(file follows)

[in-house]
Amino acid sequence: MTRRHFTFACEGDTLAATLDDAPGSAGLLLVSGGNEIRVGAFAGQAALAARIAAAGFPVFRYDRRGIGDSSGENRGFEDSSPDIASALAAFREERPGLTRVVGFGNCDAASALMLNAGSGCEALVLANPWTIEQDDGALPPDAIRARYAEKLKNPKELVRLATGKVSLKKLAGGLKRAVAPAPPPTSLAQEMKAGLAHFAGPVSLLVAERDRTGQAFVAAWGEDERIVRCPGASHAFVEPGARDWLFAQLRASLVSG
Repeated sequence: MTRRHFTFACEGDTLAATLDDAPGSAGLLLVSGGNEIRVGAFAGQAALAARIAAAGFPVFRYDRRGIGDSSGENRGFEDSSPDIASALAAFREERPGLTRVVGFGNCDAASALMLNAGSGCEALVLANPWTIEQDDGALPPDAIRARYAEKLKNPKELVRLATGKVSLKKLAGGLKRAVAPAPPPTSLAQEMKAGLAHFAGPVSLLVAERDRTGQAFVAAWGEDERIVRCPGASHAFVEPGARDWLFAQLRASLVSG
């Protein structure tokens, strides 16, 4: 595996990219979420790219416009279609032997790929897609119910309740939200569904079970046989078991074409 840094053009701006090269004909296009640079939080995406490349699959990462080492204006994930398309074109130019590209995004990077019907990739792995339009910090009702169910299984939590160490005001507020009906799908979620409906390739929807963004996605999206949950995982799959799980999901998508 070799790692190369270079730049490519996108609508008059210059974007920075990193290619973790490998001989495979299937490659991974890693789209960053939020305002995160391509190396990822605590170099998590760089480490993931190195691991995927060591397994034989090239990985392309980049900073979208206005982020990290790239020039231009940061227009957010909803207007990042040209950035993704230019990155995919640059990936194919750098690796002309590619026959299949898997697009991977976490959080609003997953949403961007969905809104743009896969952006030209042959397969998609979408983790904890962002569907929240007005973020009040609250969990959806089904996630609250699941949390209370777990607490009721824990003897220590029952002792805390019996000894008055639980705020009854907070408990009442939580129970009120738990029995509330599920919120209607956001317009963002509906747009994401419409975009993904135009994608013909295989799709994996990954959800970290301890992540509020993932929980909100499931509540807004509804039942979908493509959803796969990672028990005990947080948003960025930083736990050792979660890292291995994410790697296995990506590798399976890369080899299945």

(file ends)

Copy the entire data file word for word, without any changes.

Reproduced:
[in-house]
Amino acid sequence: MTRRHFTFACEGDTLAATLDDAPGSAGLLLVSGGNEIRVGAFAGQAALAARIAAAGFPVFRYDRRGIGDSSGENRGFEDSSPDIASALAAFREERPGLTRVVGFGNCDAASALMLNAGSGCEALVLANPWTIEQDDGALPPDAIRARYAEKLKNPKELVRLATGKVSLKKLAGGLKRAVAPAPPPTSLAQEMKAGLAHFAGPVSLLVAERDRTGQAFVAAWGEDERIVRCPGASHAFVEPGARDWLFAQLRASLVSG
Repeated sequence: MTRRHFTFACEGDTLAATLDDAPGSAGLLLVSGGNEIRVGAFAGQAALAARIAAAGFPVFRYDRRGIGDSSGENRGFEDSSPDIASALAAFREERPGLTRVVGFGNCDAASALMLNAGSGCEALVLANPWTIEQDDGALPPDAIRARYAEKLKNPKELVRLATGKVSLKKLAGGLKRAVAPAPPPTSLAQEMKAGLAHFAGPVSLLVAERDRTGQAFVAAWGEDERIVRCPGASHAFVEPGARDWLFAQLRASLVSG
């Protein structure tokens, strides 16, 4: 595996990219979420790219416009279609032997790929897609119910309740939200569904079970046989078991074409 840094053009701006090269004909296009640079939080995406490349699959990462080492204006994930398309074109130019590209995004990077019907990739792995339009910090009702169910299984939590160490005001507020009906799908979620409906390739929807963004996605999206949950995982799959799980999901998508 070799790692190369270079730049490519996108609508008059210059974007920075990193290619973790490998001989495979299937490659991974890693789209960053939020305002995160391509190396990822605590170099998590760089480490993931190195691991995927060591397994034989090239990985392309980049900073979208206005982020990290790239020039231009940061227009957010909803207007990042040209950035993704230019990155995919640059990936194919750098690796002309590619026959299949898997697009991977976490959080609003997953949403961007969905809104743009896969952006030209042959397969998609979408983790904890962002569907929240007005973020009040609250969990959806089904996630609250699941949390209370777990607490009721824990003897220590029952002792805390019996000894008055639980705020009854907070408990009442939580129970009120738990029995509330599920919120209607956001317009963002509906747009994401419409975009993904135009994608013909295989799709994996990954959800970290301890992540509020993932929980909100499931509540807004509804039942979908493509959803796969990672028990005990947080948003960025930083736990050792979660890292291995994410790697296995990506590798399976890369080899299945």